Myth #1: Cholesterol is bad for your health
Cholesterol is not a poison! In fact, our body needs cholesterol for many functions including the production of cell membranes and sex hormones, the generation of vitamin D, and the formation of bile acids, which help your body digest fat. On the other hand, high blood cholesterol levels, especially the 'bad' cholesterol LDL, has been associated with coronary heart disease due to the promotion of atherosclerosis - the forming of plaque that narrows your arteries and can lead to stroke or heart attack.
Myth #2: The most common cause for high cholesterol is your diet
High cholesterol is often hereditary, and eating clean cannot treat it. Of course, we are not saying that dietary changes do not affect blood cholesterol levels; however, this explains why, in many cases, people who are prudent with what they eat still have high cholesterol blood levels. In this case, the only solution is medication.
Myth #3: Your body receives cholesterol only from your dietary intake
This is certainly untrue. In fact, 75% of your body's cholesterol is produced by your liver! So, even if you eat a cholesterol free diet, your body will still produce cholesterol because your body needs it for its functions. The production of cholesterol increases when you eat less, and decreases when you eat more.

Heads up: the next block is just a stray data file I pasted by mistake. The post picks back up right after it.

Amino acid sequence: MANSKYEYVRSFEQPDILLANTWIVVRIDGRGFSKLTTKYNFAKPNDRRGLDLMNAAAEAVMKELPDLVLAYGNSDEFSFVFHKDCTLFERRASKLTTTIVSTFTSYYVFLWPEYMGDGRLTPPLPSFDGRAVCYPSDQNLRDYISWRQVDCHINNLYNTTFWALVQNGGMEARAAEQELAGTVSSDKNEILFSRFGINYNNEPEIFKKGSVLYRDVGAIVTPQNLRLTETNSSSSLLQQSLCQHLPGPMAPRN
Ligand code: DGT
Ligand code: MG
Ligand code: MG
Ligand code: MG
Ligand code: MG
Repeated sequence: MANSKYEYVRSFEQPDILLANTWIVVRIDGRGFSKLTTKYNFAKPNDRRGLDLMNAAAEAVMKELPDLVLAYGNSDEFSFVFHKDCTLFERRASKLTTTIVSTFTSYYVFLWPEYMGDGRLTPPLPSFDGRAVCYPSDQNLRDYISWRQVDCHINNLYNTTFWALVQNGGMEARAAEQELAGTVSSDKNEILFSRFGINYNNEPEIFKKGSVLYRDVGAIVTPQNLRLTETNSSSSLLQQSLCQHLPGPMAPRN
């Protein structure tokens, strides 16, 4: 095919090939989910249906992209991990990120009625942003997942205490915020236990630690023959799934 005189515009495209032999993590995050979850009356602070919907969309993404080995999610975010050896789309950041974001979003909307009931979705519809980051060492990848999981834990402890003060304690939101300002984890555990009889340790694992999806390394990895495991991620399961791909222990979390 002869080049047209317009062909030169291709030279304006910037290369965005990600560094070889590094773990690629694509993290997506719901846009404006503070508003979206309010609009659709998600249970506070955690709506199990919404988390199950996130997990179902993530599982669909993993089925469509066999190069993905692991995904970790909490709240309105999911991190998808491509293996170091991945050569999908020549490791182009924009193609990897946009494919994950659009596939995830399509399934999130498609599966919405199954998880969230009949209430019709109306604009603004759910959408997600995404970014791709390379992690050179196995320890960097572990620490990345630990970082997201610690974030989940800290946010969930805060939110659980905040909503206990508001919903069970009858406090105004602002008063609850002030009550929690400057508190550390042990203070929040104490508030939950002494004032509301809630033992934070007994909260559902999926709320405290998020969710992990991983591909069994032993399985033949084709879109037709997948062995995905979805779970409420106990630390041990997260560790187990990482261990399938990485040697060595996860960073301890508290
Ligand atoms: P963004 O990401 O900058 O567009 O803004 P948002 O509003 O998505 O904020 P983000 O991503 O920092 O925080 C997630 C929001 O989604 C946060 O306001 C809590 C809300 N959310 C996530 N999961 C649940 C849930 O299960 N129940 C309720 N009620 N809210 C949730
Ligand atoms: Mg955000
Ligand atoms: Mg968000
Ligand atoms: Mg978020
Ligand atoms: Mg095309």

Myth #4: Excess cholesterol is eliminated from your body
The 'good' cholesterol, HDL, is responsible for taking the excess cholesterol from your body's tissues and arteries, which is why it helps against atherosclerosis. However, what it does with it is bring it back to your liver, where most of your cholesterol is reused. This also explains how the body makes its own cholesterol over and over again.
Myth #5: High cholesterol causes heart attacks
An elevated blood cholesterol level doesn't necessarily cause a heart attack. High cholesterol is just a risk factor, along with other risk factors for heart disease, including smoking, high blood pressure, diabetes, a sedentary lifestyle, being overweight or obese, and having a family history of heart problems. Many patients with heart disease have normal cholesterol levels, while others with high cholesterol have perfectly healthy hearts.
Myth #6: High cholesterol patients must avoid dietary intake of cholesterol
For decades, physicians believed that dietary intake of cholesterol determined our blood level; but studies show more and more that most of the cholesterol found in food cannot be absorbed by our bodies. So, it's not the cholesterol intake that matters, it's the saturated and trans fat; these are better predictors of heart disease because they not only increase cholesterol, but also increase inflammation and lower our 'good' cholesterol, HDL. Saturated fat is found in animal foods, such as meats, poultry, and dairy products. Trans fat is found in man-made fats and in fried foods. Bottom line is you can have your occasional eggs and eat the yolk too!
Myth #7: Kids can't have high cholesterol
Children who are overweight or obese might have high cholesterol, and studies have shown that atherosclerosis can start at the age of eight and slowly progress over the years. It is highly recommended that obese children, who have a family history of cardiovascular disease, have their blood cholesterol levels checked. These children must reduce saturated and trans fat intake, eat more fiber, and exercise daily to prevent heart disease in the future.